Answer: After a series of scares California will begin to offer solar power incentives rebates and replacement with LED lights to relieve the stressed out grid and the rest of the Nation will follow in 3 years.
  • Prediction: How long will America, the supposed bastion of human rights, ignore the health and economic crisis of Africa and Indonesia?
    Answer: Not until Ebola or some nasty thing gets tracked into the U.S. via our crappy ports of call.
  • Prediction: Will Fidel C. make it through another year and if so will George W be the first American President to be welcomed into Cuba?
    Answer: Fidel is really a robot operated by the CIA. NO


Africa? (2.50 / 2) (#35)
by trhurler on Fri Dec 22, 2000 at 02:44:58 PM EST

Exactly how is the US obligated to Africa?! I could understand an argument that Europe is, seeing as Europe made Africa what it is today, but the US? That's pretty bold. We already send a lot of money, goods, and people over there(more, I might add, than Europe can be bothered to cough up,) and all they do is use our resources to perpetuate their stupid civil wars, making the rights situation even worse. What else can we do, short of invading them and imposing a western-style government on them, which obviously isn't going to work, and why should we do it? Governments exist to protect THEIR people - not ALL people. Whose money and whose lives are going to be spent supporting this "noble cause" you dream of? By what right?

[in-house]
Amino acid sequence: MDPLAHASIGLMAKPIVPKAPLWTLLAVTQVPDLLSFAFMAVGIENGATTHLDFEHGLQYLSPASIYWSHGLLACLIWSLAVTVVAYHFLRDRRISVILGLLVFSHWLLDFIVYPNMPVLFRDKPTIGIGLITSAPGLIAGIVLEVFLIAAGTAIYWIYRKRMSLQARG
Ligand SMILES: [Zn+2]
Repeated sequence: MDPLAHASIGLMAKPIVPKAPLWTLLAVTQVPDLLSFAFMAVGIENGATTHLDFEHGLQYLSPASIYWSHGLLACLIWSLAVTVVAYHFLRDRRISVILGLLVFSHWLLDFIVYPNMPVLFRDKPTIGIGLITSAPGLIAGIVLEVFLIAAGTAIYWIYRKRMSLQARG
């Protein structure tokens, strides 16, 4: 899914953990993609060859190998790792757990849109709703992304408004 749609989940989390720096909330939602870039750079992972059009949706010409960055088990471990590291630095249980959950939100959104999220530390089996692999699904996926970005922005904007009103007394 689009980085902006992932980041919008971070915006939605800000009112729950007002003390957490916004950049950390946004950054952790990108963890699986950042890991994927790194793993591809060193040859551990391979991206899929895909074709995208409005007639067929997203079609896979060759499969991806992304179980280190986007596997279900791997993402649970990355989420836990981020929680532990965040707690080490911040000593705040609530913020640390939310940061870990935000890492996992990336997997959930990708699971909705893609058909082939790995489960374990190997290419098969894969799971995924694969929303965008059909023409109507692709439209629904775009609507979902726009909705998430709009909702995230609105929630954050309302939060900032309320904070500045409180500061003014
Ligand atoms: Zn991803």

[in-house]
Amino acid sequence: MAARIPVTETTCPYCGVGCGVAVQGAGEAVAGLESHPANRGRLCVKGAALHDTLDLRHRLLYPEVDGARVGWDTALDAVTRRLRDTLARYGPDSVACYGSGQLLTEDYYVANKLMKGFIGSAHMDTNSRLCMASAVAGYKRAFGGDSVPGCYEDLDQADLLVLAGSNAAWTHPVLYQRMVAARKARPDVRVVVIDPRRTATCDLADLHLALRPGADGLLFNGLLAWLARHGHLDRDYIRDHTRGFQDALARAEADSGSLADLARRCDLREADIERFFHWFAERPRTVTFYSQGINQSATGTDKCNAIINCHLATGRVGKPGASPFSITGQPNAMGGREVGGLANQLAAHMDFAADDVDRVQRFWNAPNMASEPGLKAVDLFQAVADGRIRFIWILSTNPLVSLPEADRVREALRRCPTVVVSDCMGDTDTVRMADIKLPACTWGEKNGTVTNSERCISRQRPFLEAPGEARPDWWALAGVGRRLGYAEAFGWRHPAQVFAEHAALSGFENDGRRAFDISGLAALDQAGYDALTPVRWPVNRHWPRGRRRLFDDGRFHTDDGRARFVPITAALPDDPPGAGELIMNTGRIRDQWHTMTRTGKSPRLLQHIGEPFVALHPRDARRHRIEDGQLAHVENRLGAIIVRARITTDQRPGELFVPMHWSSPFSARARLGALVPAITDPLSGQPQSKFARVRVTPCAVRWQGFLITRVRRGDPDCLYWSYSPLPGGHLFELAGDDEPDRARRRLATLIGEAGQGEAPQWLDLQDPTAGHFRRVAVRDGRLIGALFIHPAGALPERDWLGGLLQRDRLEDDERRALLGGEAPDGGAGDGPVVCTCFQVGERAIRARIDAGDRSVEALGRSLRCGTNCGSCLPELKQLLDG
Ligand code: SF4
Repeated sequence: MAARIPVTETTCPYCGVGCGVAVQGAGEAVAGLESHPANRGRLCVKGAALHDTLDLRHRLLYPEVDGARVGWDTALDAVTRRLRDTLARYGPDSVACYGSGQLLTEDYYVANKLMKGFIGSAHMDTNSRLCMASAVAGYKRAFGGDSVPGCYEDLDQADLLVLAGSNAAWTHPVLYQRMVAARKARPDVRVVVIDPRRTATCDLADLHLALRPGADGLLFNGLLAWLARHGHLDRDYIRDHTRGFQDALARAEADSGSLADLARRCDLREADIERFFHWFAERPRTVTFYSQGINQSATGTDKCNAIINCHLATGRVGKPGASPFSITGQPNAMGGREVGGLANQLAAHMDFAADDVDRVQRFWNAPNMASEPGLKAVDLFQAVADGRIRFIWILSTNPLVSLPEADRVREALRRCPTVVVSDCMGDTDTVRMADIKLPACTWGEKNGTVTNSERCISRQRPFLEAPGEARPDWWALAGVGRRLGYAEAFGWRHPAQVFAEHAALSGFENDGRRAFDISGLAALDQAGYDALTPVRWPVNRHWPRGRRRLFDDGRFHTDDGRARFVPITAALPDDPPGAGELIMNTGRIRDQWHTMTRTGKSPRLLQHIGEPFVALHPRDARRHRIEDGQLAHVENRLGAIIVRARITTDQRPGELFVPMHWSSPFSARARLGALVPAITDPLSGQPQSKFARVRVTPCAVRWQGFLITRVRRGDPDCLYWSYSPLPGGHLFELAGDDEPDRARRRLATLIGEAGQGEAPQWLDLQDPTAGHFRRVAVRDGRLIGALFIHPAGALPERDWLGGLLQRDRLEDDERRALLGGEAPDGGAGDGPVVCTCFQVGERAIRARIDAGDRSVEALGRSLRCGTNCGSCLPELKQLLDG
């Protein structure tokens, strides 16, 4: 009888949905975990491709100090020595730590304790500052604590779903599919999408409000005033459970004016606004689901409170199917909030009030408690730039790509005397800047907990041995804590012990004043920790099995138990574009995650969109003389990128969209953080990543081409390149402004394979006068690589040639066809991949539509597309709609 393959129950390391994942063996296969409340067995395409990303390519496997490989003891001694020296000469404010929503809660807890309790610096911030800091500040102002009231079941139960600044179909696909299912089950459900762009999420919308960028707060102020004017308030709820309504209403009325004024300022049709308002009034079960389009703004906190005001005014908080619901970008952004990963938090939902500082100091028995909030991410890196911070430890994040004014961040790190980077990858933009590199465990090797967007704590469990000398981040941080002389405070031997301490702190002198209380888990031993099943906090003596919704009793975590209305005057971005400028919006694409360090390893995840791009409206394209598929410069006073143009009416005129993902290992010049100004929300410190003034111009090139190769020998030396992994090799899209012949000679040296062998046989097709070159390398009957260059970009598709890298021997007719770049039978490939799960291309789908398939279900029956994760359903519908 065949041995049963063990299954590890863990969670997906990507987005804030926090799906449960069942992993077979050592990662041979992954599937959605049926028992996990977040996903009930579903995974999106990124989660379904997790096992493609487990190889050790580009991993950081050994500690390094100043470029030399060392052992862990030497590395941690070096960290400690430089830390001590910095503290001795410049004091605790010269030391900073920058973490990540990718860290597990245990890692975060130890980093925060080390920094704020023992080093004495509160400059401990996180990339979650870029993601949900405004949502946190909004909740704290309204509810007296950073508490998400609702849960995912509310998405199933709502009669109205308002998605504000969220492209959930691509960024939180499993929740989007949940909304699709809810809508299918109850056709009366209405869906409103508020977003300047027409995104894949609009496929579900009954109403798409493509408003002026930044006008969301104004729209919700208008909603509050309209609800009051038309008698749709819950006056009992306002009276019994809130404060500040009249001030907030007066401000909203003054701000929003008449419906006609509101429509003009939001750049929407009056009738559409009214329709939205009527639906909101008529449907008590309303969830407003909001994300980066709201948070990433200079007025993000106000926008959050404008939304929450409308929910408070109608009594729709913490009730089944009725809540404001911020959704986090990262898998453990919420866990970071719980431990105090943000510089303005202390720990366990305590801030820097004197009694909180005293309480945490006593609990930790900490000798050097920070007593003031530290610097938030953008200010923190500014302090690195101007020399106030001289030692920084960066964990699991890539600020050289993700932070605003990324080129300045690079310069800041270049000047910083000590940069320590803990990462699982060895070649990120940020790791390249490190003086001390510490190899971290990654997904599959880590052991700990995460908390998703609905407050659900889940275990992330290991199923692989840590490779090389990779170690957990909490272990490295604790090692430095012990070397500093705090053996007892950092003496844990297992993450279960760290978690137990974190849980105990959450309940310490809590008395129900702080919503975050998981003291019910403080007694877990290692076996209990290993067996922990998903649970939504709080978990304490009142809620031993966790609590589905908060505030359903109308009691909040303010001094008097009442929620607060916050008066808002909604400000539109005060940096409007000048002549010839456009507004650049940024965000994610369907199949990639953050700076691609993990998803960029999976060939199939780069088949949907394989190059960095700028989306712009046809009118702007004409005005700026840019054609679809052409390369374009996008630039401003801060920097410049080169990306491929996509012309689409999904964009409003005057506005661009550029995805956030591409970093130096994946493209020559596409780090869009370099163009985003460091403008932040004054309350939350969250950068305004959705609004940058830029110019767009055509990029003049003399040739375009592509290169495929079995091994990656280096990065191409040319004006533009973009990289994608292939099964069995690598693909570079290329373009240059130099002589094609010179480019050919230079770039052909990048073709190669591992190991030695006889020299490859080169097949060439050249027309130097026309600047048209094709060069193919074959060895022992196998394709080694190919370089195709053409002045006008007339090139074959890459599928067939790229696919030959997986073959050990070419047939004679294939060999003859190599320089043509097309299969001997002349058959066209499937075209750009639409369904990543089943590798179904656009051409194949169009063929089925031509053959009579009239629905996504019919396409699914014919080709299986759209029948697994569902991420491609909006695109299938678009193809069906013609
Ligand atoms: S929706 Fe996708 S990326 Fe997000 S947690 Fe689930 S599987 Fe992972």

'God dammit, your posts make me hard.' --LilDebbie

[ Parent ]
We walked away from our battlefield (3.00 / 1) (#49)
by turtleshadow on Fri Dec 22, 2000 at 08:14:38 PM EST

Indeed there are many opinons both pro & con for the involvement of the U.S. into the 3rd world regions. I must clarify my statement; I am not saying that the U.S. is solely reponsible nor singularly able to assist these areas.

However I do believe that the U.S. is more able to do so than other Nations.

I can only infer that when you mean that when Governments only protect their people you really mean Governments should also do so in a moral manner and never do so at the expense of neighbors.

Default on International loans is everyones' problem.
Poor health conditions lead to problems that know no political boundries.or social class distinction
Indeed the U.S. has a substantial investment in Africa.
  • Trends in U.S. Aid to Sub-Saharan Africa U.S. assistance to sub-Saharan Africa reached a peak in 1985 when global competition with the Soviet Union was at a high point.